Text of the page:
Local MP Nia Griffith, who was one of the first to challenge Gordon Brown on his abolition of the 10p tax rate, has welcomed Ed Miliband’s announcement that Labour will reintroduce a 10p rate.
“Back in Spring 2007, I was concerned at the budget announcement abolishing the ten pence tax rate, precisely because it would hit those on low and moderate incomes, and it was not long before perceptive local individuals brought me worked examples of what they would lose. There was such excitement at the time about the reduction in standard income tax rate from 22p to 20p, that abolition of the 10p rate didn’t get a look-in. I raised it both in writing with the treasury team, and directly with Gordon Brown in his leadership hustings. The answer I got was that the effects would be mitigated by tax credits. Now certainly the introduction of tax credits was a cost effective way of targeting money at the households most in need, but because they are related to total household income, taking into account what partners earn and if you have children, they did not solve the problem for many people on modest incomes who stood to lose out from the abolition of the 10p tax rate.
But of course, as with so many budget announcements, it was only nearly a year later in February 2008, just weeks away from the implementation of the change that the national media suddenly began to take an interest in the fact that I had been raising the issue with Prime Minister Gordon Brown and Chancellor Alistair Darling at the parliamentary Labour Party meetings. And then when people finally woke up to what was happening, there was uproar, not just from those who would be personally affected, but from Labour Party supporters far and wide who saw it as fundamentally unfair, and contrary to our principles of redistribution, and our core belief that we should ask more from those who earn more and less from those who earn less.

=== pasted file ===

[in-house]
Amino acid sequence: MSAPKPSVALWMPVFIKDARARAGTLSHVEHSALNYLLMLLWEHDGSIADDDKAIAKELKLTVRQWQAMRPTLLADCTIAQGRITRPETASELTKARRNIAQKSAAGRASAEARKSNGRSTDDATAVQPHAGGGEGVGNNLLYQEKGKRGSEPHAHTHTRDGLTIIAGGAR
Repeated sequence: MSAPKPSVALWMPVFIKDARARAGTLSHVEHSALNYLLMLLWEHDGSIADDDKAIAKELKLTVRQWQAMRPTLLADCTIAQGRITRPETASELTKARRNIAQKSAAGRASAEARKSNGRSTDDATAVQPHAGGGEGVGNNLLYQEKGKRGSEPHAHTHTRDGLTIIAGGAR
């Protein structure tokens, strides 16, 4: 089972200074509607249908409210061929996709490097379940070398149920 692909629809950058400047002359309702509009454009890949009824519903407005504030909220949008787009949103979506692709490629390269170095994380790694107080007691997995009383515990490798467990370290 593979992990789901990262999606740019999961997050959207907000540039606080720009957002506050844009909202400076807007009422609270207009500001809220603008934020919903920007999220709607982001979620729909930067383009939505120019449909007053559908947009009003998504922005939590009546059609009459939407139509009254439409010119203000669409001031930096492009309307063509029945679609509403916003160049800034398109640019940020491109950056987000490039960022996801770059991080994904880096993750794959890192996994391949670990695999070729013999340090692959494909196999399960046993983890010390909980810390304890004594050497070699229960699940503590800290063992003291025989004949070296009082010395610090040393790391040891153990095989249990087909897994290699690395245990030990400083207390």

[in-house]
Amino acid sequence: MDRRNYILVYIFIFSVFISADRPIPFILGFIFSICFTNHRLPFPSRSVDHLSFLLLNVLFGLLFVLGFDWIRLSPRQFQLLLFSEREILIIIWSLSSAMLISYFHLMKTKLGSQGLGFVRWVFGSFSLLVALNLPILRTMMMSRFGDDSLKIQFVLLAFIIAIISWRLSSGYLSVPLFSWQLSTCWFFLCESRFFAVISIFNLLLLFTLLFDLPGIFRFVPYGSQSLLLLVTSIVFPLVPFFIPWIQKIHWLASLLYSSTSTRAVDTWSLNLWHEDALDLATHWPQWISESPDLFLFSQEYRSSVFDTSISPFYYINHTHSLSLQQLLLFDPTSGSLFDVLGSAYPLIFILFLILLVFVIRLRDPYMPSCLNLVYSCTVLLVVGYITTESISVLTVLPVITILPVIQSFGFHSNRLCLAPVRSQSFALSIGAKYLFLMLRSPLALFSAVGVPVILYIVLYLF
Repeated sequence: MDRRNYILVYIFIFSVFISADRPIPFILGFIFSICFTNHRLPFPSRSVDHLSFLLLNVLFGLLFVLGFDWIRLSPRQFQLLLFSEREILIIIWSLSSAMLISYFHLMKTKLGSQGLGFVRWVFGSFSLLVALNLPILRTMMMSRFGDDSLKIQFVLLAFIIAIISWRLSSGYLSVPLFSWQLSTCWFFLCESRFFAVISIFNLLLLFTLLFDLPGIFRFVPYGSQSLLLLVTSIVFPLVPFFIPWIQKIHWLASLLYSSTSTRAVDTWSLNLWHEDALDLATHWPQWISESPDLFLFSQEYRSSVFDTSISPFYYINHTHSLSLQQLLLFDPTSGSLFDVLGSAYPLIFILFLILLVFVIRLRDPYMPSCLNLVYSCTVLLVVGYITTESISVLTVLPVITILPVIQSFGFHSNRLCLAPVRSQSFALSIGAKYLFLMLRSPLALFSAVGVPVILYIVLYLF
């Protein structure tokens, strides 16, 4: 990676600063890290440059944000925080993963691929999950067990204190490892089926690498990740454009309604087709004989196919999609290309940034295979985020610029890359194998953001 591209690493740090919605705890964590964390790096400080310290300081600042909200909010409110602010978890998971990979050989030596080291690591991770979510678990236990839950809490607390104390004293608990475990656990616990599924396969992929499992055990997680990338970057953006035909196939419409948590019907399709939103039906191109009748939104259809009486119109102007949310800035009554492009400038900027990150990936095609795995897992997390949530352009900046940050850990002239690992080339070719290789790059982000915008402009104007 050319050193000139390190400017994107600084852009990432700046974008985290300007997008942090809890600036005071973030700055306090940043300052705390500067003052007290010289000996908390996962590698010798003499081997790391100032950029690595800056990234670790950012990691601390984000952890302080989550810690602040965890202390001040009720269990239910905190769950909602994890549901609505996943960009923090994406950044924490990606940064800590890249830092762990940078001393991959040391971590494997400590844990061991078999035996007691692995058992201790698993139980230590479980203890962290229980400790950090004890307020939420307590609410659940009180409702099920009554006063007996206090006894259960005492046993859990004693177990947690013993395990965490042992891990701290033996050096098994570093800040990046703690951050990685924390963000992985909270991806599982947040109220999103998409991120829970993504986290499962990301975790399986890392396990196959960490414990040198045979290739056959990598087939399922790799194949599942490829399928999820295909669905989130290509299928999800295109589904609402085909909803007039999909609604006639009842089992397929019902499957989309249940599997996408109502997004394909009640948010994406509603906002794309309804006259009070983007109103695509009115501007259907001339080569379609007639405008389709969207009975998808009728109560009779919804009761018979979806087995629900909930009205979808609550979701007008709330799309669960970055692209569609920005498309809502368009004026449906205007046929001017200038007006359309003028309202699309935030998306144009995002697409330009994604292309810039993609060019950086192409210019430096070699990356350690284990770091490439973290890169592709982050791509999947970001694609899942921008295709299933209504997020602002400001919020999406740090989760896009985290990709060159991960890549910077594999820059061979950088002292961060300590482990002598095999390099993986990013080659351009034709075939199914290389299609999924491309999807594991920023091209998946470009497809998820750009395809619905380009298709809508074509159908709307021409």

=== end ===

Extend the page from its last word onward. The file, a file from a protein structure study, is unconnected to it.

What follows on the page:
That’s why I am very glad that Ed Miliband has said that we need to admit the mistake and return to a more graduated taxation regime, which is one way of trying to make our society fairer. It needs to be part of a wider strategy of improving basic wage levels, so that employers pay workers a proper wage rather than relying on the state topping up wages with tax credits. To get the local economy going you need to put money back into the pockets of people on low and moderate income who will spend it here, not give tax breaks to millionaires to stash away abroad.”